Top five tips for an integrated energy strategy in 2015

by Sarah Samuel. Published Mon 12 Jan 2015 14:46
Five top tips for how energy managers can improve their energy strategy

Sarah Samuel, energy strategy advisor at Utilyx, explores the outlook for 2015 as business leaders grapple with the uncertainty of energy prices and supply:

We know that energy has risen up the business agenda in recent years, and now firmly holds its position as a key boardroom issue.

This increased focus on energy as more than just an operational cost is no doubt a result of the increasing uncertainty across the industry. While the cost of energy remains an important issue, wider market volatility, the security of the UK’s energy supply and the growing focus on reducing carbon consumption have all contributed to the need for a more strategic approach to energy planning.

The fact is energy can no longer be addressed in isolation. It’s an issue that affects the whole business, from finance and compliance to supply chain management, employee engagement and how the business is viewed externally.

Research from Mitie’s 2014 Executive study of FTSE 250 executives found that there continues to be a general disconnect between FM, procurement and energy teams in many businesses – despite evidence that a joined-up approach with shared goals could deliver significant savings.

Looking at the year ahead, Independent energy consultancy Utilyx and parent company Mitie have identified five top tips for how energy managers can improve their energy strategy.

1. It’s all about consumption – knowing when, where and how your energy is being used. It sounds obvious but, according to Mitie’s study, four out of five organisations capture only the most basic consumption information. What’s more concerning is that even fewer analyse and act on this data.

In 2015, the most forward thinking business will focus on addressing the issue. Using sophisticated monitoring and targeting systems, this will not only help them to gain insights but also save as much as 30% by reducing consumption.

2. Buy smarter – understanding what your organisation needs and negotiate the best deal. Right now, the range of energy contacts is more diverse than ever. To get the best deal, energy managers need to consider which contracts best suit their business.

Whether you have an appetite for risk, a need for more flexibility or if you prefer to use power purchase agreements (PPAs), all can provide benefits. Whichever you choose though, the increasing number of new entrants means that you are in a strong position to negotiate!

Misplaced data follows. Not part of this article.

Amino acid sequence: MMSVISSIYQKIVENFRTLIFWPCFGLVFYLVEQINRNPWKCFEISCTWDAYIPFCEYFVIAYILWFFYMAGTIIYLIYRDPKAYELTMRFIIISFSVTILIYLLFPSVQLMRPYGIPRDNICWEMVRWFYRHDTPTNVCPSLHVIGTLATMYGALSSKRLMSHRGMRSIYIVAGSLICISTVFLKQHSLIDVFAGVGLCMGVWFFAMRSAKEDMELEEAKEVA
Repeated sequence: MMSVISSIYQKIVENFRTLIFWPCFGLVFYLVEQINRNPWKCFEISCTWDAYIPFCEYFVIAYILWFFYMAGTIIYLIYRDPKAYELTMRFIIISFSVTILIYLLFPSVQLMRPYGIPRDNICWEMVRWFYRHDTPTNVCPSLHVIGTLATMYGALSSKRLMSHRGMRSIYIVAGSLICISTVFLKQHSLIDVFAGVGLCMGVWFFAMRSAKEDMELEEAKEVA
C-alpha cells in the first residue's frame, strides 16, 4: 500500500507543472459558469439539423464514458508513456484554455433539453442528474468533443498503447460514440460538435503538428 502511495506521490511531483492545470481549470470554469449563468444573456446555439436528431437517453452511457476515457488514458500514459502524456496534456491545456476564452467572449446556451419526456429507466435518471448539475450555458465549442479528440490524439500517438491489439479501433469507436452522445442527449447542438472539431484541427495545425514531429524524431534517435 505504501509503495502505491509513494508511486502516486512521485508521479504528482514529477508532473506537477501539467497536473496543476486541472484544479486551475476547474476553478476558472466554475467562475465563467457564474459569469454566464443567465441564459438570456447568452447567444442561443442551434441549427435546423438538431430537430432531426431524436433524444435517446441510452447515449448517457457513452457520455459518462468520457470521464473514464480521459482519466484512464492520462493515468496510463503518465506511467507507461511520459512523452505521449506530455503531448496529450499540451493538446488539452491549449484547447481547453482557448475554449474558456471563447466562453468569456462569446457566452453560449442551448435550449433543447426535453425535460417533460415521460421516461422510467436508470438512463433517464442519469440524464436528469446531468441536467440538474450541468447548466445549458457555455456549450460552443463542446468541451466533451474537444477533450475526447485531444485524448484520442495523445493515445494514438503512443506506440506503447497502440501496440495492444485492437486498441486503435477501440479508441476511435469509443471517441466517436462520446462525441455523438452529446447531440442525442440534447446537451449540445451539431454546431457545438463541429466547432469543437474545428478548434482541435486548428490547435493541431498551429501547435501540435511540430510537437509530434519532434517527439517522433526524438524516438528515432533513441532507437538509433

3. Efficiency, efficiency, efficiency – the key is reducing demand. The launch of the latest government regulation – the energy savings opportunity scheme (ESOS) this year means many businesses are already looking at how they use their energy. In fact, Mitie’s research found that 100% of responds cited carbon reduction as a key factor in their energy strategy planning.

With increasing cost and carbon reduction pressures, it’s crucial that energy managers consider all of the energy savings measures available and identify the ones that will have the best ROI for their business.

4. Empower FM – taking an integrated approach when it comes to facilities management. While many organisations have already recognised the benefits of co-ordinating with their FM team there is still some way to go.

Mitie’s research showed that FM is starting to be viewed as a strategic enabler to business, with more than half of respondents citing energy optimisation as a service they saw FM increasingly involved in.

This year, we’re likely to see even more businesses change their perception of their facilities management team. Energy managers can benefit by providing clear FM performance measures, helping to reduce consumption and improve efficiency across the business.

5. Generate – we already know that on-site generation has the potential to save businesses £33 billion by 2030. As we enter a new year, energy mangers need to ensure they are choosing the right technology for their business.

Careful attention needs to be paid to how a project will be funded, whether an independent or third party generator will be used and where on-site generation fits with other energy sourcing options from green tariffs to power purchase agreements.




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